Pentagon partners with MIT to develop smart-fabrics

Posted on 5 Apr 2016 by Michael Cruickshank

The US Department of Defense (DoD) has announced a public-private partnership to accelerate the development of smart-fabrics.

The DoD has chosen to partner with an MIT-based non-profit to create the Advanced Functional Fibers of America (AFFOA) Institute.

AFFOA will be created with $75m in seed funding from the DoD and another $250m in funding from private and public enterprises. The institute itself will be the eighth Manufacturing Innovation Institute established – part of a federal push to promote high tech manufacturing in the US.

The partnership will reportedly include 32 universities, 16 industry members, 72 manufacturing entities, and 26 startup incubators. Within these are some of the leading materials manufacturers in the US including: Warwick Mills, DuPont, Steelcase, Nike, and Corning.

Smart-fabrics are seen a key way to add additional value to the products of the US textiles industry. Such fabrics involve textiles interwoven with electronics and sensors, able to provide real-time information about the wearer and their environment.

The US military is particularly interested in this technology due to its battlefield applications including clothes which can detect chemical contamination, power-generating fabric, and even parachutes that can self-identify faults.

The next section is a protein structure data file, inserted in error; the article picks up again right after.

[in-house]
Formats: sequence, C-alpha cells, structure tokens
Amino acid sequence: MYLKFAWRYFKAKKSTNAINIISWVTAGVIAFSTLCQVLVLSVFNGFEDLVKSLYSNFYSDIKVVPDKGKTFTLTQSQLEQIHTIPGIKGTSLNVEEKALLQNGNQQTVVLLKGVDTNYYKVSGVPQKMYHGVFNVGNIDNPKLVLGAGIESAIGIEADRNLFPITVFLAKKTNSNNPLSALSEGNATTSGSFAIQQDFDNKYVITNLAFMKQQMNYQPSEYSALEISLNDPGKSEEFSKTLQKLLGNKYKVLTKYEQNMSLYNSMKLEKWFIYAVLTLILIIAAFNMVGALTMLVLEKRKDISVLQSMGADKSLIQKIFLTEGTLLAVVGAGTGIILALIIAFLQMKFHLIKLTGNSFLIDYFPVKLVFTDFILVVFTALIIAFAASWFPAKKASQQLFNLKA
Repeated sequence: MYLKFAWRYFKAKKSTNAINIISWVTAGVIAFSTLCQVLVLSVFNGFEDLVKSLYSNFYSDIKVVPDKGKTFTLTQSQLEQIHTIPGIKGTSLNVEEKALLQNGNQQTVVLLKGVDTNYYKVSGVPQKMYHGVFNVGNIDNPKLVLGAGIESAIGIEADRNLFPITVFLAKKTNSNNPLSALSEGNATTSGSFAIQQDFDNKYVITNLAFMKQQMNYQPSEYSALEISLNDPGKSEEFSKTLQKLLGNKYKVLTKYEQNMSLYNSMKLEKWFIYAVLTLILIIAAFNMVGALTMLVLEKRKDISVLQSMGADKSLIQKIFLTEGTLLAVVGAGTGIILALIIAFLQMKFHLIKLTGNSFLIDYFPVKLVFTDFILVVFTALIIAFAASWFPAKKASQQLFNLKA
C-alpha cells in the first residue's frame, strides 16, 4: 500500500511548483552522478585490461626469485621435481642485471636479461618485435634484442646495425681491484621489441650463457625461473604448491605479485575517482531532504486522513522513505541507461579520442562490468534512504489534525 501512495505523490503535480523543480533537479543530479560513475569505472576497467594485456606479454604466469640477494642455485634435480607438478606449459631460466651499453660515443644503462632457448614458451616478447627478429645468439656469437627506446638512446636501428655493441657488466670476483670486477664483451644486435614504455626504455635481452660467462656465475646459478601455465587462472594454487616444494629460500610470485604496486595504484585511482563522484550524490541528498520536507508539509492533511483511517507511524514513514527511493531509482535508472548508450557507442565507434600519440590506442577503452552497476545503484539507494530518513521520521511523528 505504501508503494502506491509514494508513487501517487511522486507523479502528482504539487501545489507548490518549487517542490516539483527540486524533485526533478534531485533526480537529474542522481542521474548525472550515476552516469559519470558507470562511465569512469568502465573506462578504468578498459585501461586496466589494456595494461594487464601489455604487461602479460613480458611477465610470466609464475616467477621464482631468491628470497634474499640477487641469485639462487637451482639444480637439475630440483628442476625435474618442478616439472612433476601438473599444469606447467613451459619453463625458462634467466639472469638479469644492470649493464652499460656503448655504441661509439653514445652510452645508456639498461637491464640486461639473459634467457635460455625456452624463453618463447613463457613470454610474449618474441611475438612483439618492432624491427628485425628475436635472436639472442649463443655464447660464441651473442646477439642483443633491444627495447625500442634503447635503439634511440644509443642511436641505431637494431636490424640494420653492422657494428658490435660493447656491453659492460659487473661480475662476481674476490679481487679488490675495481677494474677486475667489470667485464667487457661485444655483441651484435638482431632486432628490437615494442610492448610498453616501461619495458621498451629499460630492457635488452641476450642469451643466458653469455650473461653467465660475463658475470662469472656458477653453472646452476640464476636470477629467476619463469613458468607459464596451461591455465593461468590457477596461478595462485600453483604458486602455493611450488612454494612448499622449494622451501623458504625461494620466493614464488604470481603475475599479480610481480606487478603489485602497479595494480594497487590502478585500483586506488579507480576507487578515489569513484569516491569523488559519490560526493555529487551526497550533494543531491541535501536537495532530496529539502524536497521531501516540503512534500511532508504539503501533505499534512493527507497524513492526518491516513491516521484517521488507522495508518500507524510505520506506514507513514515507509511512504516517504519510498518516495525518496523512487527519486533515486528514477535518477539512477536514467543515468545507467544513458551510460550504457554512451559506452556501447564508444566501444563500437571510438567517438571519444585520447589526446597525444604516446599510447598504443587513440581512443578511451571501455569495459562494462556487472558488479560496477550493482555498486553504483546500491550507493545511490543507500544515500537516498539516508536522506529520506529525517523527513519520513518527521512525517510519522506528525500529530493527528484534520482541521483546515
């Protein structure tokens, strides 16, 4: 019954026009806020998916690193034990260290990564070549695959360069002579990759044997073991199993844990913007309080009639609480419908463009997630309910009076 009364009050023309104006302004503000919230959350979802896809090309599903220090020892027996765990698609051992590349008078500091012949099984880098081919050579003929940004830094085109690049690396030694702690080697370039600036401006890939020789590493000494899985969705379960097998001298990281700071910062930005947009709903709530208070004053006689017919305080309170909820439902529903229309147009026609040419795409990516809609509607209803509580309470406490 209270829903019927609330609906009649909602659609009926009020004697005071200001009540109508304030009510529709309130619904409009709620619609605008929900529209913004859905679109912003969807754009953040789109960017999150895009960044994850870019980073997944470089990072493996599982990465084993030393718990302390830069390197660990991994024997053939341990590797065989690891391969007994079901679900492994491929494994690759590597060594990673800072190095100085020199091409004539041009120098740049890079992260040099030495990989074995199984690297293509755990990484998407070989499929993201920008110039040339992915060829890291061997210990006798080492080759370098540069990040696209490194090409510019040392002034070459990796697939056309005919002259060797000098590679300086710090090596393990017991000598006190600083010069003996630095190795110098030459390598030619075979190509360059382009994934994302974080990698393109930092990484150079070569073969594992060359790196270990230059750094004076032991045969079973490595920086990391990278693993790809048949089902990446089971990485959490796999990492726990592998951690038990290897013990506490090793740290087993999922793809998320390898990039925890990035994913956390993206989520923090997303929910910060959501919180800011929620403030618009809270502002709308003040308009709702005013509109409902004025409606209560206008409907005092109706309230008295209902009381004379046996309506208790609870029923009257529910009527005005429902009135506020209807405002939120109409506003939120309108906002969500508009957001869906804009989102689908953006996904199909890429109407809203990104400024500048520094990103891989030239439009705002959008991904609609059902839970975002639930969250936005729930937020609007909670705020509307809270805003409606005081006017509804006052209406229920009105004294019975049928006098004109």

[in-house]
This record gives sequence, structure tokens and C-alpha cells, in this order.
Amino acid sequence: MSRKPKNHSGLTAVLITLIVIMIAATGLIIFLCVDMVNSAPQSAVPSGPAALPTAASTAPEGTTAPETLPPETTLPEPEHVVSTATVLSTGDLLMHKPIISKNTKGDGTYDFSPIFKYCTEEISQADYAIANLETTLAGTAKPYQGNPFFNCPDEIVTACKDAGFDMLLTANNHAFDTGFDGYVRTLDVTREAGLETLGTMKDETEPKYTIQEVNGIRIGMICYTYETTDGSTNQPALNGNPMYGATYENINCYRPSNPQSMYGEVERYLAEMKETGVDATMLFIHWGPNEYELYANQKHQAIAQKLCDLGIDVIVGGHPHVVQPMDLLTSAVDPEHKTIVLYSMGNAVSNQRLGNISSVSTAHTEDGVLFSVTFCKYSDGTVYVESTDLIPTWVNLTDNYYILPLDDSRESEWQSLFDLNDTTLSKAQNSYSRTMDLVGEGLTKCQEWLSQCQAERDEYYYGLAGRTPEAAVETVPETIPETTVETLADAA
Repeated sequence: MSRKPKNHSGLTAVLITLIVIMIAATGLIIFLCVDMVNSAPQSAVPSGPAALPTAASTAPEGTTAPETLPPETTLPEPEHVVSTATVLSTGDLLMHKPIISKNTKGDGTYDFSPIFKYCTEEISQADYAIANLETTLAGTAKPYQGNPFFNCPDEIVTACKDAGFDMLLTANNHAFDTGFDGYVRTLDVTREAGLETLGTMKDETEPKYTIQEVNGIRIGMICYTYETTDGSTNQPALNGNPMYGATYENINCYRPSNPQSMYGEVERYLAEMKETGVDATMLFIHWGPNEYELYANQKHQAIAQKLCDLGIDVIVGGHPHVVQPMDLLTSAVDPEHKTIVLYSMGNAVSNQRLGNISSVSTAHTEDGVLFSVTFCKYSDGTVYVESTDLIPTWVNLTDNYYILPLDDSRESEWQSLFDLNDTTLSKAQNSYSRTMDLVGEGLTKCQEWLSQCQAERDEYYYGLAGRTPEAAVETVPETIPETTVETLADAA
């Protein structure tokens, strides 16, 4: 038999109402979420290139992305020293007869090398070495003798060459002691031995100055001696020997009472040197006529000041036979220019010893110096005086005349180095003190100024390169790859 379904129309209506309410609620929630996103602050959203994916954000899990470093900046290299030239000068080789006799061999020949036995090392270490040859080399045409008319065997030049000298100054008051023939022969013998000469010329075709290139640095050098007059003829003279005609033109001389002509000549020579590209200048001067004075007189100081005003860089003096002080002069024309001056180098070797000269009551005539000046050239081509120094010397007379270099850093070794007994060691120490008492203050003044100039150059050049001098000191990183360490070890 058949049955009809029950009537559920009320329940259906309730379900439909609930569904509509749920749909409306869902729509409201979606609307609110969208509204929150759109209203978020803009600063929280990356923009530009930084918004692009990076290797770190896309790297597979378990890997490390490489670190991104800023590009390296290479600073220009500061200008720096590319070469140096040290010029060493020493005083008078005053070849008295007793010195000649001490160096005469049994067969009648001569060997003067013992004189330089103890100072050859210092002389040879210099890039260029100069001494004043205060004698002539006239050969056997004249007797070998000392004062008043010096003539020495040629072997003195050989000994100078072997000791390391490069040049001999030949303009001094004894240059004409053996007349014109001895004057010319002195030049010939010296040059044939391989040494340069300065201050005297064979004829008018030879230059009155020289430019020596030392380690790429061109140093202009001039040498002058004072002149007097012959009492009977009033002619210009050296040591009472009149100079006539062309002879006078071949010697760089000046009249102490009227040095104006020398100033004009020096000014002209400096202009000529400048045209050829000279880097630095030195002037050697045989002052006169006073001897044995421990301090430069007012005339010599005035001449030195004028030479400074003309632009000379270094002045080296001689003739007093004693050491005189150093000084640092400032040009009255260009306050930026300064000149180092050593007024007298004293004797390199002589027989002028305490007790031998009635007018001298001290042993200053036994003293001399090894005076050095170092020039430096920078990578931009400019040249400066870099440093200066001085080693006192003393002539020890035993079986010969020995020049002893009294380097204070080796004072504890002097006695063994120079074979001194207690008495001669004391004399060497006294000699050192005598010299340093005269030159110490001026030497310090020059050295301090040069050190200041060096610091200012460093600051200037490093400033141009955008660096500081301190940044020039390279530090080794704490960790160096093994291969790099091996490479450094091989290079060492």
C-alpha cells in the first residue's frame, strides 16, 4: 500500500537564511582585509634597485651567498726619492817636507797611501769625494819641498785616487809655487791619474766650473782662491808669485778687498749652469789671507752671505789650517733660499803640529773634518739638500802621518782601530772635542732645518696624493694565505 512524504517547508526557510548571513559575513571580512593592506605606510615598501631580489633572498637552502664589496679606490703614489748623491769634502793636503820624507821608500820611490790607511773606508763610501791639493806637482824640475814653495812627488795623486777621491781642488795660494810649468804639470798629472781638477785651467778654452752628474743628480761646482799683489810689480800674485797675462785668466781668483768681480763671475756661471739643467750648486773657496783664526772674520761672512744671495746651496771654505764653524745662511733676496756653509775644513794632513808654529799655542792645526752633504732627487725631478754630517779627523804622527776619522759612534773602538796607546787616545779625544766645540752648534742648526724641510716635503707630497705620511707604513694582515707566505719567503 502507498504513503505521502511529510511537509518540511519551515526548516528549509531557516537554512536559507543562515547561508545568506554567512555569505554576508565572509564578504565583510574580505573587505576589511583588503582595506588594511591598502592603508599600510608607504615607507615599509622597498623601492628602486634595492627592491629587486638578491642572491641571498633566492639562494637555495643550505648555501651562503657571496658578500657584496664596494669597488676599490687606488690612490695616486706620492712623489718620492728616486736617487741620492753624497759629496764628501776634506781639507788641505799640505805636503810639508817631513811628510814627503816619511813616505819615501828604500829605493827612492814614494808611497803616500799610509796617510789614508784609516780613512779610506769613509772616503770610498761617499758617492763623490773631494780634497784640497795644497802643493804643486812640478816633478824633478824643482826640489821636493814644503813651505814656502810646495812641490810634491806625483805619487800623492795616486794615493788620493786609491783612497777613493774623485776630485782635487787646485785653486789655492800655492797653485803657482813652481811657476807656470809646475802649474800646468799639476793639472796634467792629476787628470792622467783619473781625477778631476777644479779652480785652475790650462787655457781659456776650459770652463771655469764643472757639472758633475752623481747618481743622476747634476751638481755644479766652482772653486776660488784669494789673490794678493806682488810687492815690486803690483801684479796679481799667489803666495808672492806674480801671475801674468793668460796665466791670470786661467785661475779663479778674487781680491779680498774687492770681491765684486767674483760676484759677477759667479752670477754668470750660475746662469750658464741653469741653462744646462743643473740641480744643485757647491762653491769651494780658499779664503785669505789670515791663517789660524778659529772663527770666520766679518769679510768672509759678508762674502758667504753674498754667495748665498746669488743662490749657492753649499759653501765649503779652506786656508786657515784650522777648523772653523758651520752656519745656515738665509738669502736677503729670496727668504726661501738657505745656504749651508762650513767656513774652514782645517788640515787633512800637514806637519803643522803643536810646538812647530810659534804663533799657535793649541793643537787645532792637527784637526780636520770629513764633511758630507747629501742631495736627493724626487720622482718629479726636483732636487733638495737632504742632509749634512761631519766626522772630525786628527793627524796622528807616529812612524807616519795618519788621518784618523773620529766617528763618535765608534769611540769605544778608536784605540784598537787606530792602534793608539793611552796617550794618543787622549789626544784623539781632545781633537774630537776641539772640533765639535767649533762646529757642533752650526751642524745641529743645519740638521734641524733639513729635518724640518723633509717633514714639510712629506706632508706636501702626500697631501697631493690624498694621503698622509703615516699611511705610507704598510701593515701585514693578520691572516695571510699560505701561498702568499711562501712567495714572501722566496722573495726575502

“Revolutionary fibers and textiles have enormous potential for our defense mission,” said US Defense Secretary Ash Carter during the announcement of the institute last Friday.

These fabrics also have significant civilian uses, especially in the fields of medicine and professional sports and even high-end fashion.

“This manufacturing innovation institute will be the national leader in developing and commercializing textiles with extraordinary properties,” said Massachusetts Gov. Charlie Baker.

National Network for Manufacturing Innovation

The newly announced AFFOA is the eighth Manufacturing Innovation Institutes set up by the US federal government.

These institutes each specialize in specific kind of high-tech manufacturing. Current fields include: 3D-printing, digital design, lightweight materials, semiconductors, advanced composites, photonics and flexible electronics.

Together these form the National Network for Manufacturing Innovation (NNMI), a project spearheaded by President Obama to revitalize the US manufacturing sector with new technology. In its initial phase the NNMI will consist of 15 institutes.